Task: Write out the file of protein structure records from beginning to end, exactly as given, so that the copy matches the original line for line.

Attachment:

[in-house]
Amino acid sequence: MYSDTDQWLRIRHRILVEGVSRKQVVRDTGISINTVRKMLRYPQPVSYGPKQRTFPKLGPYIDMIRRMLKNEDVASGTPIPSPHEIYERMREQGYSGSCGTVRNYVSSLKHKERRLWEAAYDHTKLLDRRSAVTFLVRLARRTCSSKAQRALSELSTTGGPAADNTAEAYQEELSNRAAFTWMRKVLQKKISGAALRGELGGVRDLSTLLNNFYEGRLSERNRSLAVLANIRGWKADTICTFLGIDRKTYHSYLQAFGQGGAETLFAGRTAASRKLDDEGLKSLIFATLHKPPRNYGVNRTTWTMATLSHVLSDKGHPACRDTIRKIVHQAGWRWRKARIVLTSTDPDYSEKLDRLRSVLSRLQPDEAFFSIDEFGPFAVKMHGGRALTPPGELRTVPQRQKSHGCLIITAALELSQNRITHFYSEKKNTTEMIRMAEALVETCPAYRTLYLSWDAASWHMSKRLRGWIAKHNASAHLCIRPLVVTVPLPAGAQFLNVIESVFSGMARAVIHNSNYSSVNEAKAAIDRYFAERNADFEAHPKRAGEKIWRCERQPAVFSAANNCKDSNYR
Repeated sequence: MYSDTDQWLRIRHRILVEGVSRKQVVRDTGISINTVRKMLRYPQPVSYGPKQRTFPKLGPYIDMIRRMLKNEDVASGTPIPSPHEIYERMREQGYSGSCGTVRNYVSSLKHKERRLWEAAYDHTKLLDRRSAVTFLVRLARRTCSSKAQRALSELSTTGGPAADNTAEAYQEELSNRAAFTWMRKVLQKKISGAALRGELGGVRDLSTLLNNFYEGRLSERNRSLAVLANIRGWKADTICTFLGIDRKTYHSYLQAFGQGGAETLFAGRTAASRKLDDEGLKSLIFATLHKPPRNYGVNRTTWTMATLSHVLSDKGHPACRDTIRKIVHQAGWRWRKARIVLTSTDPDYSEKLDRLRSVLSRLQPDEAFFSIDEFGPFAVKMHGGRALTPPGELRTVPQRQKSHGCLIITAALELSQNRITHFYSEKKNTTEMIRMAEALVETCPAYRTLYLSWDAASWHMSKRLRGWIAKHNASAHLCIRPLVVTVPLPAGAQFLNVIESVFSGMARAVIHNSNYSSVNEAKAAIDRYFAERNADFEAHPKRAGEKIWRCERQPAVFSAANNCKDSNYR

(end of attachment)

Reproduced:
[in-house]
Amino acid sequence: MYSDTDQWLRIRHRILVEGVSRKQVVRDTGISINTVRKMLRYPQPVSYGPKQRTFPKLGPYIDMIRRMLKNEDVASGTPIPSPHEIYERMREQGYSGSCGTVRNYVSSLKHKERRLWEAAYDHTKLLDRRSAVTFLVRLARRTCSSKAQRALSELSTTGGPAADNTAEAYQEELSNRAAFTWMRKVLQKKISGAALRGELGGVRDLSTLLNNFYEGRLSERNRSLAVLANIRGWKADTICTFLGIDRKTYHSYLQAFGQGGAETLFAGRTAASRKLDDEGLKSLIFATLHKPPRNYGVNRTTWTMATLSHVLSDKGHPACRDTIRKIVHQAGWRWRKARIVLTSTDPDYSEKLDRLRSVLSRLQPDEAFFSIDEFGPFAVKMHGGRALTPPGELRTVPQRQKSHGCLIITAALELSQNRITHFYSEKKNTTEMIRMAEALVETCPAYRTLYLSWDAASWHMSKRLRGWIAKHNASAHLCIRPLVVTVPLPAGAQFLNVIESVFSGMARAVIHNSNYSSVNEAKAAIDRYFAERNADFEAHPKRAGEKIWRCERQPAVFSAANNCKDSNYR
Repeated sequence: MYSDTDQWLRIRHRILVEGVSRKQVVRDTGISINTVRKMLRYPQPVSYGPKQRTFPKLGPYIDMIRRMLKNEDVASGTPIPSPHEIYERMREQGYSGSCGTVRNYVSSLKHKERRLWEAAYDHTKLLDRRSAVTFLVRLARRTCSSKAQRALSELSTTGGPAADNTAEAYQEELSNRAAFTWMRKVLQKKISGAALRGELGGVRDLSTLLNNFYEGRLSERNRSLAVLANIRGWKADTICTFLGIDRKTYHSYLQAFGQGGAETLFAGRTAASRKLDDEGLKSLIFATLHKPPRNYGVNRTTWTMATLSHVLSDKGHPACRDTIRKIVHQAGWRWRKARIVLTSTDPDYSEKLDRLRSVLSRLQPDEAFFSIDEFGPFAVKMHGGRALTPPGELRTVPQRQKSHGCLIITAALELSQNRITHFYSEKKNTTEMIRMAEALVETCPAYRTLYLSWDAASWHMSKRLRGWIAKHNASAHLCIRPLVVTVPLPAGAQFLNVIESVFSGMARAVIHNSNYSSVNEAKAAIDRYFAERNADFEAHPKRAGEKIWRCERQPAVFSAANNCKDSNYR